The Deaf Justice Coalition (DJC)—an advocacy organization that aims to increase access to emergency and other services for deaf and hard-of-hearing individuals—announced the launch of a pilot program by the New York City Police Department (NYPD) aimed at improving access to law enforcement services for people who are deaf or hard of hearing (DHH). Several years of negotiations between the DJC and the NYPD led to the creation of the program in three police precincts in Manhattan, Queens, and Staten Island. The program will require the NYPD to provide in-person, on-site American Sign Language (ASL) interpreters upon request and to equip officers with handheld tablets for video-based ASL interpreting.

New York City is reportedly home to more than 200,000 people who are DHH. While police departments around the country have implemented programs to ensure language access for people who are DHH, the NYPD has lagged behind, DJC advocates report.

“We shouldn’t be treated like second-class citizens—least of all by the NYPD,” said DJC member Chris Tester. “But that’s the reality when we’re left with basically no way to communicate with law enforcement. It’s humiliating.”

The NYPD has reportedly been plagued in recent years by a string of high-profile lawsuits arising from its failure to provide interpreters during arrests and other police interactions. On repeated occasions, DHH New Yorkers have been arrested by the NYPD because of communication failures that could have been avoided had the NYPD provided interpreter services, DJC reports.

DJC advocates also warn that the absence of interpreter services from the NYPD, resulting in ineffective communication, has prevented DHH New Yorkers from reporting crimes.

“Being able to contact the police if they’re in trouble is something that most people take for granted,” said DJC member Nicolyn Plummer, who advocates for domestic violence survivors. “Whenever I hear about another person who hasn’t been able to report abuse because the NYPD doesn’t have an ASL interpreter on hand, I’m outraged. The NYPD should be, too.”

DJC advocates are hopeful that the NYPD’s launch of the new program today will be a significant step forward in providing equal access to police services to people who are DHH.

“The Americans with Disabilities Act prohibits state and local governments from discriminating on the basis of disability in the services and programs that they offer,” said DJC  member Antony Gemmell, an attorney with the Disability Justice Program at New York Lawyers for the Public Interest. “This pilot program is an important first step in bringing the NYPD into compliance with its obligations under the law.”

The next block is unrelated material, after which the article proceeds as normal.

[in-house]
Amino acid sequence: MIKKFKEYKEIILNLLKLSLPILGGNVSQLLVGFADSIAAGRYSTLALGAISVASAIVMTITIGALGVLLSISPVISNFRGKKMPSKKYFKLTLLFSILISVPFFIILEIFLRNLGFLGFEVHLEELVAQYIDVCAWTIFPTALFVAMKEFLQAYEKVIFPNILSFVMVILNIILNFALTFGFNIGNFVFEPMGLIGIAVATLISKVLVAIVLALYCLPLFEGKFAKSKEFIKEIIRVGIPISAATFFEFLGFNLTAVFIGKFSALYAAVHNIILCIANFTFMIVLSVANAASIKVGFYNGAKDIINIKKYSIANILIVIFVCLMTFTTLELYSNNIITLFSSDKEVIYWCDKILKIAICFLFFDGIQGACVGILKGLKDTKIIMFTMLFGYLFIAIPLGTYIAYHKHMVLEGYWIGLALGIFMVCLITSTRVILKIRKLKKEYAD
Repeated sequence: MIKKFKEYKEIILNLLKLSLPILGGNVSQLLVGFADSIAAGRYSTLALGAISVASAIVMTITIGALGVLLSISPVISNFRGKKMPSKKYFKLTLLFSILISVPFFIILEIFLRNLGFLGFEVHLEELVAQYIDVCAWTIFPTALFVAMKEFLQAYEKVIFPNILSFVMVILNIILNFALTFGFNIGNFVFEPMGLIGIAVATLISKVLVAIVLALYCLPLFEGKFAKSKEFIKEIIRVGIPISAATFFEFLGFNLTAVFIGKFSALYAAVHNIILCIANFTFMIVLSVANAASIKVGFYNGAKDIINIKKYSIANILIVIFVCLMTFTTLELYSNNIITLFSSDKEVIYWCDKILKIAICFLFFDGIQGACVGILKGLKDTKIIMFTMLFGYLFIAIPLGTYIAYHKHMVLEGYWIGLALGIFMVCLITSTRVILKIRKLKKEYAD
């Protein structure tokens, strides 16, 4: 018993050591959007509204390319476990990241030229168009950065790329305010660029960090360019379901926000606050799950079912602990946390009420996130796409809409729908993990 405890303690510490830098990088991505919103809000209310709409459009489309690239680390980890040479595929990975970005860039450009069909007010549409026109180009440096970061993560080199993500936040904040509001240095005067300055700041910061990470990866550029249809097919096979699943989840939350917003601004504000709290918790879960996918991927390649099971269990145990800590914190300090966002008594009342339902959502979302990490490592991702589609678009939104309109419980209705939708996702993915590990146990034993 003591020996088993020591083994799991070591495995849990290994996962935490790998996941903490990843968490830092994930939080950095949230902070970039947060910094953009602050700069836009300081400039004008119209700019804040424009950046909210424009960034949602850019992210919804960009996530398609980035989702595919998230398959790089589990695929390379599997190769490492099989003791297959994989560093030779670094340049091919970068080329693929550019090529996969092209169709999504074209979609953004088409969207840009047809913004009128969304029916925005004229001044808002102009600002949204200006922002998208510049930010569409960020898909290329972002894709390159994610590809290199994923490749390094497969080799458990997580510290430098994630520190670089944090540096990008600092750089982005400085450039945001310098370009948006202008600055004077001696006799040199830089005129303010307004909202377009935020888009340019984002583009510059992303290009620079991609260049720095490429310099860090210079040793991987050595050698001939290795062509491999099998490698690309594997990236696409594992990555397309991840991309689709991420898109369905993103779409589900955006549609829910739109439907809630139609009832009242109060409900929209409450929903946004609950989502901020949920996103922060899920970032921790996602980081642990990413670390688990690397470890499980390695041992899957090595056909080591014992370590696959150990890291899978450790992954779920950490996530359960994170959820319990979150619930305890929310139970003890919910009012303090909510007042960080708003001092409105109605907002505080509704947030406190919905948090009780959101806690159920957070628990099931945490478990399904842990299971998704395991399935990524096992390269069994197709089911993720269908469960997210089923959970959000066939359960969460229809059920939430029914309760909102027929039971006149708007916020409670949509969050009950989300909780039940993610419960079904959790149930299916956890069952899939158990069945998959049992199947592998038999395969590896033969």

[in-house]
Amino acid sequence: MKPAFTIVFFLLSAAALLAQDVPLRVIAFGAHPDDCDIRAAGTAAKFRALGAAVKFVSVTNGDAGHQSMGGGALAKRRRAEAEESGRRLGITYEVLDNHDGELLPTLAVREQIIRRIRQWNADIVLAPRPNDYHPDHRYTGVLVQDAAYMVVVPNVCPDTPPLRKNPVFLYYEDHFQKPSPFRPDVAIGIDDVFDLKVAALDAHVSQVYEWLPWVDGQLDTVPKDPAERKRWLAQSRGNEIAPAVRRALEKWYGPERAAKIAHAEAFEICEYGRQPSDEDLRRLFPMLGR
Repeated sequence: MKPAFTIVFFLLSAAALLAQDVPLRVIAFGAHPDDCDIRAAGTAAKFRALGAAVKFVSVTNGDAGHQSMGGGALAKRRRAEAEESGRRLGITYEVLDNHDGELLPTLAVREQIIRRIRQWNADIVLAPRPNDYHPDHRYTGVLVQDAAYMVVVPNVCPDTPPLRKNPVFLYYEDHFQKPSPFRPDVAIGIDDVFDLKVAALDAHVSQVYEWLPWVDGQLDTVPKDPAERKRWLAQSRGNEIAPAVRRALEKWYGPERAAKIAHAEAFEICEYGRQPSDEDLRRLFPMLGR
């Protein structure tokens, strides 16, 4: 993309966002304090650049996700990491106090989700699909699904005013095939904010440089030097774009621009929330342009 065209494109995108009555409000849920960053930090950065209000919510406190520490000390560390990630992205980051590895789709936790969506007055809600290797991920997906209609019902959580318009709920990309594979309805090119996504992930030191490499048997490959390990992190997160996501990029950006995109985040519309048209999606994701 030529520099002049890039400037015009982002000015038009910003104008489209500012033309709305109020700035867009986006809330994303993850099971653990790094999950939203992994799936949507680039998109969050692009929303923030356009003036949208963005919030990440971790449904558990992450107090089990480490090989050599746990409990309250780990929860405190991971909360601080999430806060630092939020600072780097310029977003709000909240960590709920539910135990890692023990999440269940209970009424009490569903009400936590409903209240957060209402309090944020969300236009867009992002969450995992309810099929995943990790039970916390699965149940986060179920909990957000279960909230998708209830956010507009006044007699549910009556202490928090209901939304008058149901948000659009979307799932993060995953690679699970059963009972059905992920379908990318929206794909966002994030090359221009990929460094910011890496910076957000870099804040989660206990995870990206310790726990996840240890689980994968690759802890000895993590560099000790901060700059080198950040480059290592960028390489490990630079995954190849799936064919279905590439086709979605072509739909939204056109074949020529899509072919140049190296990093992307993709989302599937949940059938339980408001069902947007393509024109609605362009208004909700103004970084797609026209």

The DJC will monitor the NYPD’s implementation of the pilot program in the 9th, 115th, and 121st police precincts, covering portions of Manhattan, Queens, and Staten Island, while advocating for the program to expand citywide. The DJC has also worked with the NYPD to develop trainings and policies related to the pilot program.

“The NYPD’s years-long collaboration with the Deaf Justice Coalition has resulted in a much-anticipated pilot, launching on Monday, April 17,” said Susan Herman, the NYPD’s deputy commissioner of collaborative policing. “The pilot will test innovative ways for the deaf and hard of hearing community to access NYPD services, and input from the DJC has been instrumental in identifying best practices and preferred services. Our goal is to continue our relationship with them as we move beyond a pilot to citywide access to new services.”

“We are thrilled to partner with the NYPD to ensure that this crucial program is a success in these three precincts, but more is needed.” said DJC member Sean Gerlis, president of the Empire State Association of the Deaf (ESAD). “All DHH New Yorkers deserve to have equal access to law enforcement services, and we will keep fighting until they do.”

The Deaf Justice Coalition’s member organizations include Barrier Free Living, Bronx Independent Living Services, The Center for Independence of the Disabled New York, Civic Association of the Deaf, Harlem Independent Living Center, Empire State Association of the Deaf, Legal Services New York City, The New York Center for Law & Justice, New York City Metro Registry of Interpreters for the Deaf, New York City Black Deaf Advocates, New York Lawyers for the Public Interest, and Staten Island Club of the Deaf.

Source: The Deaf Justice Coalition